SEPTEMBER 1998 PROCESSING
A problem was experienced in the processing of OAD data for movement dates between 6 September 1998 and 16 September 1998, following the introduction of changes to DIAC's input processing system. This problem may affect in the order of 10% of all September 1998 records used in estimation and result in incorrect details for citizenship, date of birth, sex and country of birth.
PERMANENT ARRIVALS DURING 1999
The number of permanent arrivals during July to December 1999 was revised in October 2000, as advised by DIAC.
SEPTEMBER 1999 PROCESSING
September 1999 overseas arrivals and departures data are revised for movements from, and to, China (excl. SARs and Taiwan) and Hong Kong (SAR of China) in respect of three variables: country of birth, country of citizenship and country of residence/stay. Changes to 'country of birth' and 'country of citizenship' have been made from data supplied by DIAC. Changes to 'country of residence/stay' have been made by assuming the average proportion of country of birth to country of residence/stay for migrants from China (excl. SARs and Taiwan) and Hong Kong (SAR of China) in September 1995 to September 1998.
SEPTEMBER QUARTER 2000 PROCESSING
A processing error was identified which affected the distribution of short-term resident departures by reason for journey for the months of August and September 2000. Affected data were re-processed, and a revised copy of table 3 for the September quarter 2000 was reissued in the supplement October to December 2000 issue of this publication.
OCTOBER 2005 PROCESSING
In June 2006 DIAC advised that some passenger cards, predominantly from Adelaide airport, were not processed in time for the October 2005 Overseas Arrivals and Departures data cut off date. The October 2005 data were reprocessed to include the missing records (approximately 7,800) and the revised data were published in the June 2006 issue of this publication. All associated time series spreadsheets and data files were revised.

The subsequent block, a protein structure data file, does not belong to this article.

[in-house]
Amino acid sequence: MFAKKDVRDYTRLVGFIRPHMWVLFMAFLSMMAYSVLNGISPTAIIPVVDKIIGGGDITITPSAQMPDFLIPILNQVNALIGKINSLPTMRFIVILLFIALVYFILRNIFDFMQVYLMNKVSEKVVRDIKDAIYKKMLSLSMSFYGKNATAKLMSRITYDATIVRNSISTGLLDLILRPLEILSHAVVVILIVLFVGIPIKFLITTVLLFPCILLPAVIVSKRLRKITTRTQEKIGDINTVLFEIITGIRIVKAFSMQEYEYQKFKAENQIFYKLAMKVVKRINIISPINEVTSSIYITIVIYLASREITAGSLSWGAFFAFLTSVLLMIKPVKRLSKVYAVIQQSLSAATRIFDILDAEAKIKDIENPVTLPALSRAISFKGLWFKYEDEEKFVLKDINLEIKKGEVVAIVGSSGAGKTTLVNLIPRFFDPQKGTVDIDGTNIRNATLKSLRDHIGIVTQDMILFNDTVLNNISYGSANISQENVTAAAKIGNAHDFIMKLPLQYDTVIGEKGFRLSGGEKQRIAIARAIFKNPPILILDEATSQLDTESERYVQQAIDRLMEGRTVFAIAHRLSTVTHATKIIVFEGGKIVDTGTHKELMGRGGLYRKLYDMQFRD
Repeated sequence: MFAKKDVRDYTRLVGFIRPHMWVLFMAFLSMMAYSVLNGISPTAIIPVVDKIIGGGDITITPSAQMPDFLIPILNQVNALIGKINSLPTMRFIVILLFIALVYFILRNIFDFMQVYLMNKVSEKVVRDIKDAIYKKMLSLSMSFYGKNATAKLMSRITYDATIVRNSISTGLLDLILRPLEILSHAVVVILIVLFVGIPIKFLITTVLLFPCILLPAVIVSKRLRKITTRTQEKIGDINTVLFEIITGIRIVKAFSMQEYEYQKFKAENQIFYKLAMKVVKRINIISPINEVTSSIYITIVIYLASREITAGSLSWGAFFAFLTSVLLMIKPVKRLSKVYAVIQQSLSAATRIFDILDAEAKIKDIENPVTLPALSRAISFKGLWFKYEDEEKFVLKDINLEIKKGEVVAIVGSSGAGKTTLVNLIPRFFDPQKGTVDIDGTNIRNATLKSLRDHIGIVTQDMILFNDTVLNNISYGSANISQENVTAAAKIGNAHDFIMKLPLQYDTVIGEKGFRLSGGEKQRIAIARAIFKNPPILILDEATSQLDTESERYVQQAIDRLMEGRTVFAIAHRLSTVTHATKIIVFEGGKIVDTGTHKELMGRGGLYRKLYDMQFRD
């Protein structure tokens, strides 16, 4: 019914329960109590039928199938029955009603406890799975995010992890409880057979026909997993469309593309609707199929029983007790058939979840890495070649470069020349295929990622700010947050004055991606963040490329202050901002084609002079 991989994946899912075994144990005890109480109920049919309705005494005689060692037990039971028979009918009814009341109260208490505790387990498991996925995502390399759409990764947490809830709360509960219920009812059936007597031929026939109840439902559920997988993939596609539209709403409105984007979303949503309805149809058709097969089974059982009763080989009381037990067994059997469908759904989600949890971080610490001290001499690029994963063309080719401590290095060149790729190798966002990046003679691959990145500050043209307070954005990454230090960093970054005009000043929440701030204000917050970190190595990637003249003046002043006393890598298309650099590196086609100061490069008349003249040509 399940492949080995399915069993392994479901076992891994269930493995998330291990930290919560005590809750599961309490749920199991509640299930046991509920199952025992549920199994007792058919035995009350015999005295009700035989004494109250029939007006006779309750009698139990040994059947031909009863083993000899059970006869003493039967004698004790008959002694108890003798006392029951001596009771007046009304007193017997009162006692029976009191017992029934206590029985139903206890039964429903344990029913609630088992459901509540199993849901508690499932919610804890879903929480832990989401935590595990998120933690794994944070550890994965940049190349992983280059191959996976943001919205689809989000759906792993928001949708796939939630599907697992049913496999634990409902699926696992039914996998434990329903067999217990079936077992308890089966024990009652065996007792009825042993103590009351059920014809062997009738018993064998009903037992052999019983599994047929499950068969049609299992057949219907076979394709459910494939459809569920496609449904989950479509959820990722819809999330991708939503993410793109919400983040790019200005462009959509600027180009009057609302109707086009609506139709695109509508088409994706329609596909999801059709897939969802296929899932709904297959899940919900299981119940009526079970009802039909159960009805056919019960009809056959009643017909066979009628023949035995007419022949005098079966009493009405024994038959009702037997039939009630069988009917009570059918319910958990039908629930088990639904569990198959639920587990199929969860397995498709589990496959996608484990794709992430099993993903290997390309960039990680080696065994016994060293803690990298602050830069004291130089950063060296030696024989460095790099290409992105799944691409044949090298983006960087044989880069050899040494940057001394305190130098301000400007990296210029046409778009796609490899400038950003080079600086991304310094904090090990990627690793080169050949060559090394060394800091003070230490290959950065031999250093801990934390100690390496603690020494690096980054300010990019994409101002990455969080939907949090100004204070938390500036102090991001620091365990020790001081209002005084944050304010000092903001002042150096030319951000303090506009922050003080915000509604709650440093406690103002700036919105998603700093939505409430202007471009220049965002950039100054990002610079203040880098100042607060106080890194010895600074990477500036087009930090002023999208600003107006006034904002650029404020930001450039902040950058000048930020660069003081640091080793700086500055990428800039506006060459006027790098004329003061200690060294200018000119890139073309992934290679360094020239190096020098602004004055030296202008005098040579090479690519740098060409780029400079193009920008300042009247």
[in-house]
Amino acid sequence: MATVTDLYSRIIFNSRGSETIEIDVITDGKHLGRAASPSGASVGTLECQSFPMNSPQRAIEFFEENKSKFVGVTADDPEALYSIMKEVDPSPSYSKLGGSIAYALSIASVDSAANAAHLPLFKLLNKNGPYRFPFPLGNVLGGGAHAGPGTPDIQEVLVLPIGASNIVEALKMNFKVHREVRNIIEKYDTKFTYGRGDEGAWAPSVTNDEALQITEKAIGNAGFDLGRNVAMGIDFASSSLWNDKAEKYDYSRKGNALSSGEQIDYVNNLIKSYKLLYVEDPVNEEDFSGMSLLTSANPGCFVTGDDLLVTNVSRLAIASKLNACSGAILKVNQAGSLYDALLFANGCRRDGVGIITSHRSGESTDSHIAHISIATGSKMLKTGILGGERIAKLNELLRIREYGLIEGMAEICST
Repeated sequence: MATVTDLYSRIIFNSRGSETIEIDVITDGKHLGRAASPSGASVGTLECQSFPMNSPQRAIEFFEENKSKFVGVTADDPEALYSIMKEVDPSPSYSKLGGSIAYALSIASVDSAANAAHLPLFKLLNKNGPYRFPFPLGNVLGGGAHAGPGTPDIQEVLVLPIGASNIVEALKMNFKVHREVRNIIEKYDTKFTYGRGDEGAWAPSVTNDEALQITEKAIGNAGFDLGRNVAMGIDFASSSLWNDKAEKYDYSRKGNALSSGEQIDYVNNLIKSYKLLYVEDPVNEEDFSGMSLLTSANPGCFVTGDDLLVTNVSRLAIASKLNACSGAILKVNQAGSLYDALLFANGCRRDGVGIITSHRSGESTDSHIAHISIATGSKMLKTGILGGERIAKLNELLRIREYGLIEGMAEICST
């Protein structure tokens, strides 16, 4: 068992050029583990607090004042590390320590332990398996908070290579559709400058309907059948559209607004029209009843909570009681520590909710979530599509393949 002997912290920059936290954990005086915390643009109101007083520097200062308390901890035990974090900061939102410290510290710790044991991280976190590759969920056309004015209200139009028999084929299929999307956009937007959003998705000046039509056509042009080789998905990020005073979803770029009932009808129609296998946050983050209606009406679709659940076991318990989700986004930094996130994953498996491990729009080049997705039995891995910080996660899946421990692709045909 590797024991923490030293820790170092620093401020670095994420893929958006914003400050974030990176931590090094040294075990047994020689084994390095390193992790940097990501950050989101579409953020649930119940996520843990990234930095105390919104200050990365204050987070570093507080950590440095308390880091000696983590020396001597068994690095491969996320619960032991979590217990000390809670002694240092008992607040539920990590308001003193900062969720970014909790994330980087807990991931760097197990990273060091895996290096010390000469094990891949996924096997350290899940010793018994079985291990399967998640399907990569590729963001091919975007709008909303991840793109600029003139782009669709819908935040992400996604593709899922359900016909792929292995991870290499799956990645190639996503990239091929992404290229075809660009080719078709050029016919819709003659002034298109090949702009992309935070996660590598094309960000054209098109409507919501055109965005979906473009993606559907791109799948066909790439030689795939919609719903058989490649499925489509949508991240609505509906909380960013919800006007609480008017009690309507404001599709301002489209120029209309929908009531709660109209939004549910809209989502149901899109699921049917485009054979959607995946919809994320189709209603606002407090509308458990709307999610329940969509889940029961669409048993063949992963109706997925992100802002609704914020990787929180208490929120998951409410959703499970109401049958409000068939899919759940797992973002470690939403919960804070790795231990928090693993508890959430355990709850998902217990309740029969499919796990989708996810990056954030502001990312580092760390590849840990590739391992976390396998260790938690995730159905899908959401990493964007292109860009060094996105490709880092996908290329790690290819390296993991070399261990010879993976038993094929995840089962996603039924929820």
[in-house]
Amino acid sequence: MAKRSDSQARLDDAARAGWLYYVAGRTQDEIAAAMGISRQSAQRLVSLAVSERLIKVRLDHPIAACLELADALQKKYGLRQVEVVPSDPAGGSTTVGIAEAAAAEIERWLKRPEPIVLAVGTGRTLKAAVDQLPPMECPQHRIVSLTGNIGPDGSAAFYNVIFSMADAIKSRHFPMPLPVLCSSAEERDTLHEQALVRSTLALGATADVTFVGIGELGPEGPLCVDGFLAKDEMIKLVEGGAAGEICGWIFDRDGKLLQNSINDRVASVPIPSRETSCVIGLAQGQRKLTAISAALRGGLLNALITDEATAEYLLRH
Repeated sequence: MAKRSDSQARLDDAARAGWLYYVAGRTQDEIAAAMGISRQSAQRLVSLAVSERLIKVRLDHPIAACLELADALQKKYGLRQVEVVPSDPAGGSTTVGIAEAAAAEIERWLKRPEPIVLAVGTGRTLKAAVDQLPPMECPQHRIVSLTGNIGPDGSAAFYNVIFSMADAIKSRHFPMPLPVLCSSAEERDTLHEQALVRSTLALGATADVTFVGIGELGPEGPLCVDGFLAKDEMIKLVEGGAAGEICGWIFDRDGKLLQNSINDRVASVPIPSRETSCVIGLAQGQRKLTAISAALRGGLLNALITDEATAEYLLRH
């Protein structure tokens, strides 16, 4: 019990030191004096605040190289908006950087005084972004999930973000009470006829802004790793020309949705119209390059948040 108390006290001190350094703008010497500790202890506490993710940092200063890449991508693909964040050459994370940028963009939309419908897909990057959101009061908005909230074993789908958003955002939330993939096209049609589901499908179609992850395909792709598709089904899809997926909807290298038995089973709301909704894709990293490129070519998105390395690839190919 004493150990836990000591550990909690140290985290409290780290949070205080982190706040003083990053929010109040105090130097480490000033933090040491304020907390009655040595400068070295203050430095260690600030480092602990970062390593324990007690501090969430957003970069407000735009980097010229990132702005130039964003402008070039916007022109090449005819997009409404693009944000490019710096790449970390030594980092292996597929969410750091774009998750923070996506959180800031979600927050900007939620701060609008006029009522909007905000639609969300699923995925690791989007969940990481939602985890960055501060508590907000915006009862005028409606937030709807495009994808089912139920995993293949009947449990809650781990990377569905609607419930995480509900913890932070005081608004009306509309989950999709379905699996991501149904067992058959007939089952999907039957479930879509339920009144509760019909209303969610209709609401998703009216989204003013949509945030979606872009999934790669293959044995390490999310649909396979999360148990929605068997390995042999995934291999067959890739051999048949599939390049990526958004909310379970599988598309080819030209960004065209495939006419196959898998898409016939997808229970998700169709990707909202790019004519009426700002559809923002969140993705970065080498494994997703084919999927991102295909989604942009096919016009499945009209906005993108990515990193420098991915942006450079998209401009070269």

Differences between the revised October 2005 data and the figures published in the October 2005 issue of this publication were spread across all categories of movement and all variables. A breakdown of the numeric differences by category of movement is provided in the June 2006 issue of this publication.
NOVEMBER 2008 PROCESSING
DIAC advised that the previous supply of November 2008 data excluded 3,580 arrivals due to passenger cards being mislaid. This represented 0.4% of all arrivals in November 2008. For further details see the November 2008 issue of this publication.
The ABS and DIAC reprocessed November 2008 data and the revised data are released in the December 2008 issue. As well as the missing arrival passenger cards identified above, processing was completed on additional cards and these records were included in the November 2008 revision. The additional identification of records was mainly due to the movement of the monthly processing cut-off date and reprocessing November 2008 data. The total additional movements affect both arrivals (6,144 movements) and departures (4,078 movements).
CHANGE TO PROCESSING OF INTENDED LENGTH OF STAY
There is evidence to suggest that when completing the intended length of stay question on the incoming passenger card (Box B), some passengers are entering their arrival/departure date or their birth date rather than their intended length of stay.
From September 2003, a rule has been implemented to the data processing system stating that if all three elements are complete (years, months and days), then the intended length of stay is to be coded to a non-response. The ABS currently assigns 'not stated' duration as a short-term movement, however a review of this procedure will be undertaken in the future.
This procedure changes the prior data processing system which read only the years from the field on the passenger cards. The previous data processing system could have added to overestimation of the number of long-term visitor arrivals.